Managers at Eglin Air Force Base (EAFB) in the Florida Panhandle use frequent fire to sustain healthy large stands of fire-dependent longleaf pine (Pinus palustris Mill.). Overstory stand structure, understory plant diversity, surface fuel structure, and fire regime are all linked through mutual feedbacks. However, only overstory stand structure can be characterized with sensitivity using airborne lidar. We used canopy height and density metrics generated from the lidar to predict maps of tree density, basal area, and dominant tree species; these 3 responses were summarized from tree measures tallied in 0.65 ha rectangular monitoring plots (n = 195) distributed randomly across EAFB. Our question: Could we use these maps to “indirectly” predict surface fuels and understory plant diversity, by virtue of their links to overstory structure? We employed imputation as our modeling strategy because it allows for prediction of multivariate responses, and the Random Forests machine learning algorithm to assign the predictive model weights. We also applied a Ripley’s L statistic to the tree stem map data, to see if the frequent, low intensity fire regime was causing naturally regenerating longleaf pine to be either more dispersed or more clustered than random.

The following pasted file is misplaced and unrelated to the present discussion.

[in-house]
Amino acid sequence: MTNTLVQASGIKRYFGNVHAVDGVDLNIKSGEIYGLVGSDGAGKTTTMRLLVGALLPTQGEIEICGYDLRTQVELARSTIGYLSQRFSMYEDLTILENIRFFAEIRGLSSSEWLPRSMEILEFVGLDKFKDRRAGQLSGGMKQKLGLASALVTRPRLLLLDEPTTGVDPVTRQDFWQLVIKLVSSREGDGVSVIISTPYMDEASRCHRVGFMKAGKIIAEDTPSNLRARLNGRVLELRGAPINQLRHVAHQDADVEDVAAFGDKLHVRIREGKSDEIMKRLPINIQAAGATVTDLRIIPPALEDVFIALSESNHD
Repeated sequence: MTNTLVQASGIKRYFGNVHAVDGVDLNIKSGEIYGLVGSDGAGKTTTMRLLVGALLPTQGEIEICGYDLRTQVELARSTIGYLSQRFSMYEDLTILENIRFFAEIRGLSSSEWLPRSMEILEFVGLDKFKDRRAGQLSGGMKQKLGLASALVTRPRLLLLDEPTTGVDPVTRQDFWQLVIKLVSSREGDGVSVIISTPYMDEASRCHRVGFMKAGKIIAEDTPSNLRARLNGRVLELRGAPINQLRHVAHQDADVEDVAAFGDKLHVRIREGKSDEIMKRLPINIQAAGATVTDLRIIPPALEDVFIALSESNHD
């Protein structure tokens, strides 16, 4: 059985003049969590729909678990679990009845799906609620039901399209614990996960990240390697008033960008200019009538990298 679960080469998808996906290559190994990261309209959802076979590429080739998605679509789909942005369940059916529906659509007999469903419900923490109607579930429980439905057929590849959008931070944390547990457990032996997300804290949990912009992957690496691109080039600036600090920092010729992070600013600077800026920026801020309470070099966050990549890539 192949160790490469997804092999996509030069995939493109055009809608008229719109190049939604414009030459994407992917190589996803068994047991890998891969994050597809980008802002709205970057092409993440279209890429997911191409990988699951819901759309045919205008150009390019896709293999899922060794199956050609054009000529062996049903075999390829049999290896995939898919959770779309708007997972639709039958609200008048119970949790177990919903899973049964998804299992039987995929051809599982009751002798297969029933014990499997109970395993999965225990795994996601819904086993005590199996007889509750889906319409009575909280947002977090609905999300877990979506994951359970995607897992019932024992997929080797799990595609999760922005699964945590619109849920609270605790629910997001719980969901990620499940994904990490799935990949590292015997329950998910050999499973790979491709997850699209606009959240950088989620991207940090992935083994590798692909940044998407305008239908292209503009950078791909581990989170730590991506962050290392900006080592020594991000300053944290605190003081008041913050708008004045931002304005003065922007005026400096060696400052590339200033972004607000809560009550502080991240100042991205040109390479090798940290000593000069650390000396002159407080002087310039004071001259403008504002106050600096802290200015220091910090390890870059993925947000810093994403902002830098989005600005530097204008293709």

We found mapped predictions of most surface fuel components and understory plant diversity, which had no weight in the models, were nonetheless significantly correlated with the overstory structure predictions upon aggregation to EAFB land management blocks. Across 425 management blocks, the absolute values of Spearman rank correlations between 16 measures of surface fuels or understory plant diversity and 2 measures of overstory structure (tree density and basal area) ranged from 0.11 to 0.64; only 2 of 32 were not significant. Aggregation to the management block level makes sense because decisions about whether or not to burn are implemented for entire management blocks. Indeed, surface fuel and understory plant diversity measures were also significantly correlated to fire history variables summarized from an independent geodatabase of fire history records. Across 425 management blocks, the absolute values of Spearman rank correlations between 16 measures of surface fuels or understory plant diversity and 2 measures of fire history (number of fires and years since last fire) ranged from 0.09 to 0.69; again, only 2 of 32 were not significant. We also determined that naturally regenerating longleaf pine trees have a clearly clustered distribution. We conclude that frequent fires promote patchy stands and plant diversity.